Parents need to be up front and honest with children about technology to ensure they stay safe online, writes Amy Williams of the Alannah & Madeline Foundation.

Instagram and Snapchat are the apps of choice for my 12-year-old son, who has his own smartphone, while my 10-year-old daughter uses her phone mostly for Kuddle (an under 13 version of Instagram) and my youngest son, 8, plays online games on a tablet.

They are three bright and curious children who are embracing technology in their own and different ways.

Technology is a wondrous thing for kids. It’s opened endless opportunities of entertainment, engagement and education. But with this digital world now so accessible in the palm of a small hand – parents are also faced with new and challenging issues.

As a primary school teacher of 15 years, a mother, and now a Digital Licence Advisor, I’m a great believer that knowledge is power and the need to be proactive about discussing the implications of technology, whether it’s cyber bullying, sexting, gaming, trolling or identity theft.

Tough talks

I don’t shy away from important conversations. I’ve already had the chat about sexting with my children and I asked them what they thought “sexting” meant. All of them were aware of it. That did surprise me.

Trust me, this is a conversation I don’t really want to have, but it needs to be had – and as a parent you can’t just put your head in the sand.

Permanent pixels

When I talk with children and parents in school environments, a key topic of conversation is digital reputation. Children don’t realise that any uploaded photo, message or video stays with them – it’s there for good. Forever.

So, in a few years’ time, when they start applying for jobs, prospective employers will search them online and potentially find this material.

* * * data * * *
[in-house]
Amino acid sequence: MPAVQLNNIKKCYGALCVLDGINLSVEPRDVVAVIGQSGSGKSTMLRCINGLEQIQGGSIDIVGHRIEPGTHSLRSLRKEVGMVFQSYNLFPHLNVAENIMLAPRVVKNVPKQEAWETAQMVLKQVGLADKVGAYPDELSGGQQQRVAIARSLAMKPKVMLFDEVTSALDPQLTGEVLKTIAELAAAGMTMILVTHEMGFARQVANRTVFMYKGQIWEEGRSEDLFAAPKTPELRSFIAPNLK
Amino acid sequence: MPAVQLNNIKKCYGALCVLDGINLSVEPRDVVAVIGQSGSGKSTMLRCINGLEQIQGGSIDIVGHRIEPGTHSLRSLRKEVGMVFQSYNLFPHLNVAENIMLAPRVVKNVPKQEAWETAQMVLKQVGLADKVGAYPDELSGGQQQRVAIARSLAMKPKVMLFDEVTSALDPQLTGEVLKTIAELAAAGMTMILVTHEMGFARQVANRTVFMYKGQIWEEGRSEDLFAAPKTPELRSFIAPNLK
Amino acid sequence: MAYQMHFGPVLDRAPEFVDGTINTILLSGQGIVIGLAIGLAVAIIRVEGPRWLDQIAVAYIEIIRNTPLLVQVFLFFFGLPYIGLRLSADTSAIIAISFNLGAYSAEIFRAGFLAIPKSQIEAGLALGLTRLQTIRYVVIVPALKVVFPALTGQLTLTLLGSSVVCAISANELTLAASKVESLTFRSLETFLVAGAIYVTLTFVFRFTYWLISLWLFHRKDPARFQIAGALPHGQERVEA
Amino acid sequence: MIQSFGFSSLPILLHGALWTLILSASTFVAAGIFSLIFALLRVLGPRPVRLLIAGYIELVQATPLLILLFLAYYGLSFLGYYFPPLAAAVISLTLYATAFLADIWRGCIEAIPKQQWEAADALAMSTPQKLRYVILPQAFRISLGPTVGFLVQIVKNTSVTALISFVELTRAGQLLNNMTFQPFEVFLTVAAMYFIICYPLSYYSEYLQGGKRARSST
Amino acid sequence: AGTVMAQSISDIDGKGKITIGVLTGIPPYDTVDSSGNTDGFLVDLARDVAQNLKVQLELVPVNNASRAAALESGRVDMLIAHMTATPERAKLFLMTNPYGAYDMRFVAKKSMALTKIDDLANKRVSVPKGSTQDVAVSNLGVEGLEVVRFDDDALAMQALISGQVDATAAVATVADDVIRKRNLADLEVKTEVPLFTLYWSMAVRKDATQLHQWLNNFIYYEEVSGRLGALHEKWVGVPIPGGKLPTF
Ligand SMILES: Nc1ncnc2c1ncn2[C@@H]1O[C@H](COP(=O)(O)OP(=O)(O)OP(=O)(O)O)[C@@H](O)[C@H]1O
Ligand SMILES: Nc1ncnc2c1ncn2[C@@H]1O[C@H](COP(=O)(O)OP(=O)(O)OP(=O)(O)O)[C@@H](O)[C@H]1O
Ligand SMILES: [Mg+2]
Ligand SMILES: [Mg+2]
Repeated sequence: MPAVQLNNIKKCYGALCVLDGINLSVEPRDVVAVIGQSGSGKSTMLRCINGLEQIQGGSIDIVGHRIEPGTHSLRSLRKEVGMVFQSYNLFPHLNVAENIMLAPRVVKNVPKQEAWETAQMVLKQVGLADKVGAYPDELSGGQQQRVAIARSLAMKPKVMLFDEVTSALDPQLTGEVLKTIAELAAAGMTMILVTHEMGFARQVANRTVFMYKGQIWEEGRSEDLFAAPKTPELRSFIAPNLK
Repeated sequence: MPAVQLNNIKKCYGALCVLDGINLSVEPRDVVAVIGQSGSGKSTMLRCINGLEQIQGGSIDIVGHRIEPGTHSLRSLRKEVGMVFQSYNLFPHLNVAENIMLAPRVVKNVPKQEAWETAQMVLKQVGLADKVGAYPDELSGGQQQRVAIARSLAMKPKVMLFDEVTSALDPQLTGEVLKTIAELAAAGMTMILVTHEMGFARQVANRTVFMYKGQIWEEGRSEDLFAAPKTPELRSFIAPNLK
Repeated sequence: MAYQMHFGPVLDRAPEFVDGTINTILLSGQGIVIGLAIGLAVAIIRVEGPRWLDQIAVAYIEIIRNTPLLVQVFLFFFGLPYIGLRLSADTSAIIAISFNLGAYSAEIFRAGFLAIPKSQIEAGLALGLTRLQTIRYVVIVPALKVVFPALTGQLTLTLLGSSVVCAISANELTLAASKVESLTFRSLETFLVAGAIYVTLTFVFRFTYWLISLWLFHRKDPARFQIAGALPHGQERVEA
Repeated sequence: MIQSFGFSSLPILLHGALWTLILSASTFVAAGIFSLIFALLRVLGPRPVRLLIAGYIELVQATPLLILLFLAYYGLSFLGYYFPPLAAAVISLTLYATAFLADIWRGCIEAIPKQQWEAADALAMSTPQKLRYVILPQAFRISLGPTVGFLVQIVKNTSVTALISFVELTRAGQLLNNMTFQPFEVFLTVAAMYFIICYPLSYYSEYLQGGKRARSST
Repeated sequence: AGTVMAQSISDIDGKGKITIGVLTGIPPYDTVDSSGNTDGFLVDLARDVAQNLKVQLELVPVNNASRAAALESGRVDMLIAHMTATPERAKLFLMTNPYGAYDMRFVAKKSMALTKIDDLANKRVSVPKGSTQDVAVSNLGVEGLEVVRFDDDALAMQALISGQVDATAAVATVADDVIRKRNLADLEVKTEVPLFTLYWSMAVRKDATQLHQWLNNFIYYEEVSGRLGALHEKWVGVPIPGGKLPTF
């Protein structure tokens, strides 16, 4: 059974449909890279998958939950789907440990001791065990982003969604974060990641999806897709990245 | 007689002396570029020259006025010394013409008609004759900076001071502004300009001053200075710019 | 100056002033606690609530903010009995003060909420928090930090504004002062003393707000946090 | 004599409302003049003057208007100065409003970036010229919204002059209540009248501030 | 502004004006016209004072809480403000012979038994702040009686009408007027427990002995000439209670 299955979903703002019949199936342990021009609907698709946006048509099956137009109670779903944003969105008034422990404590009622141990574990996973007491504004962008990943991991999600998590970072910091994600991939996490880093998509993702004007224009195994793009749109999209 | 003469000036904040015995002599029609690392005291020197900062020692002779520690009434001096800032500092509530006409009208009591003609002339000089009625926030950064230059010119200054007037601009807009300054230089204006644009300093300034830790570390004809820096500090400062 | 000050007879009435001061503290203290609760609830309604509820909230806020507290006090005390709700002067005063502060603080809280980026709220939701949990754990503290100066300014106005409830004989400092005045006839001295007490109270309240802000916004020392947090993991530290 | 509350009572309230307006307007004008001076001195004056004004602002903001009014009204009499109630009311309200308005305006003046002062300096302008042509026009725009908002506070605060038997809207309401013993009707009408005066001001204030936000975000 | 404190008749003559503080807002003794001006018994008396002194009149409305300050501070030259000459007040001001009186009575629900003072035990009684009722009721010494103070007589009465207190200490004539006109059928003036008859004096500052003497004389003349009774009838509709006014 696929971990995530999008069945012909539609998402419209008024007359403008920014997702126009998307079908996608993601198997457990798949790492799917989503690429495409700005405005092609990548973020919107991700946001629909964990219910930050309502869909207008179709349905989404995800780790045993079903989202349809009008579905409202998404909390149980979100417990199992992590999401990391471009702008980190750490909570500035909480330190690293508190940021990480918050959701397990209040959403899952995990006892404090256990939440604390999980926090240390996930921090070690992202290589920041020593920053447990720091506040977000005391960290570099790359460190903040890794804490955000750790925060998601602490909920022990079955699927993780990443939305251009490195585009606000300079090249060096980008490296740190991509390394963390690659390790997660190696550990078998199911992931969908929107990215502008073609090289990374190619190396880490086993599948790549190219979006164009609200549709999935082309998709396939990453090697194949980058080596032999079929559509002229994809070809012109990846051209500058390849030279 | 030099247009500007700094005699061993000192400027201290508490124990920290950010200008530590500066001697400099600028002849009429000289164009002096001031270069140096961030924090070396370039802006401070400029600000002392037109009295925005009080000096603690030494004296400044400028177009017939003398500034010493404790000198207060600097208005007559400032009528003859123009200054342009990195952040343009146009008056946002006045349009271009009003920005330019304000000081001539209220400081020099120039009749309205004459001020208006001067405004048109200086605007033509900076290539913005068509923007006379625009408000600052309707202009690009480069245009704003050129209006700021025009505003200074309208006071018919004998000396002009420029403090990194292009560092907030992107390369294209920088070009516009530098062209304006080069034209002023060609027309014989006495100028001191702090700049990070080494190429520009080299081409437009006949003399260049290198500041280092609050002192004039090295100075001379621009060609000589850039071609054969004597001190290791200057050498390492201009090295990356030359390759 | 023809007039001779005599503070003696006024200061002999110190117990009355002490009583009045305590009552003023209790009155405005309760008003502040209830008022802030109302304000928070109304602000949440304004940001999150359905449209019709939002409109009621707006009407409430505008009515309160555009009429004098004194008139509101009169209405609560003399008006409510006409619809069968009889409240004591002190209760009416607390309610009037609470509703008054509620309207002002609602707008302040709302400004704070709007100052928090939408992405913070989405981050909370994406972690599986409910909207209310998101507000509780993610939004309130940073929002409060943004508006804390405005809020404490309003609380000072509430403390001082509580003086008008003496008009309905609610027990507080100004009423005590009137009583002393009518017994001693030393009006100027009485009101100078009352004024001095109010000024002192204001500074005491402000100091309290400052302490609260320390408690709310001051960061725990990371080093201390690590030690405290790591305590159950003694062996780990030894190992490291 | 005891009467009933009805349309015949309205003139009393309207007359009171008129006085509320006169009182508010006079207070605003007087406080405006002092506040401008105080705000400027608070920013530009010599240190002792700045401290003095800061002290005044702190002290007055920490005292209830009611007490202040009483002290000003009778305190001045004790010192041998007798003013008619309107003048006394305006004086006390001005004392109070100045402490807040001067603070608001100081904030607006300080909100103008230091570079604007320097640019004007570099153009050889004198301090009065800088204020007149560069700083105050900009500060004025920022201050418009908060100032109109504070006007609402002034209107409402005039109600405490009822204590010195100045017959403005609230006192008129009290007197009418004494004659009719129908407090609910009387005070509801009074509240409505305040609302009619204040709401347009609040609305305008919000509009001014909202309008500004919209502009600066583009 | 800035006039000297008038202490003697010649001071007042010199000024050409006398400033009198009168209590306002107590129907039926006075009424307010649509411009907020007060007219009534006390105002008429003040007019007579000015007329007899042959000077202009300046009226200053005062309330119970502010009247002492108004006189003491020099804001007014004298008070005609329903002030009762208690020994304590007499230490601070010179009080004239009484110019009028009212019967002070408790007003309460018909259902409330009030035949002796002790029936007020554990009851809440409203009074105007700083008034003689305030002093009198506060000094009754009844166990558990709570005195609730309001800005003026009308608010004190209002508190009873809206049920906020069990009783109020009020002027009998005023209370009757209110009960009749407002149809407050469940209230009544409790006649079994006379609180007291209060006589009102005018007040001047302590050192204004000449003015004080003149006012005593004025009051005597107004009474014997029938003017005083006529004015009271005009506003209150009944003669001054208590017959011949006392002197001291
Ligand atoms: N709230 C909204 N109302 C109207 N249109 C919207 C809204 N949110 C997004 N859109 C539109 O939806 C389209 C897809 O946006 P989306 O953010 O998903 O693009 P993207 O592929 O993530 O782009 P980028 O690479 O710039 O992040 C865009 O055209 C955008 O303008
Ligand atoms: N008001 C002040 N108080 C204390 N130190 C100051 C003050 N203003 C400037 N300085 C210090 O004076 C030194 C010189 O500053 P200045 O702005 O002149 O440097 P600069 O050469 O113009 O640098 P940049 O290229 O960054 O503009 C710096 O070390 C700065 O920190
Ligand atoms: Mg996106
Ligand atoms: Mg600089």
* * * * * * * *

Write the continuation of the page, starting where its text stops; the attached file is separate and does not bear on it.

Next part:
Life learning

Just like in life, we’ve had our slip ups with technology at home.

A few months ago my 8-year-old was playing a game on our family tablet device and spent $320 to advance to a new level in the game, using my credit card details. It’s safe to say I was shocked at how easily the transaction occurred. Could this be happening in your family too?

Play safe/play nice

In my experience, it’s important that parents know what their children are doing on their smartphones and online. Recently my 10-year-old posted a very tame picture of herself in her school uniform on Kuddle. From our ongoing conversations about online safety, she realised herself that this might draw attention to where she goes to school and identify her to others.

While my eldest was involved in a group chat with some of his friends. One of his friends didn’t take too kindly to a comment from one of the boys and felt bullied. Is this just growing up nowadays or is there a better way to educate and learn?

As technology evolves, so do we as parents. Keeping our children smartphone safe, while enabling them to maximise the positive potential of digital technology, I believe is a shared responsibility. And ongoing conversations with children are vital to achieve this. Parents, families and schools need to share the responsibility of teaching children how to be smart, safe and responsible online.

Check out our top 10 smartphone tips for parents.

eSmart Digital Licence

In early 2017, the Alannah & Madeline Foundation will launch separate eSmart Digital Licences for those under the age of 13 and those 13 and older. Register your interest here. The eSmart Digital Licence was launched in February 2015 and is now being used by more than 200,000 Australian students across 2,100 schools. It is an online interactive program allowing children to work through eight modules of multiple-choice questions, having fun and learning vital and practical lessons. It was developed by cyber safety experts, technologists and teachers with hundreds of children and parents consulted during its development.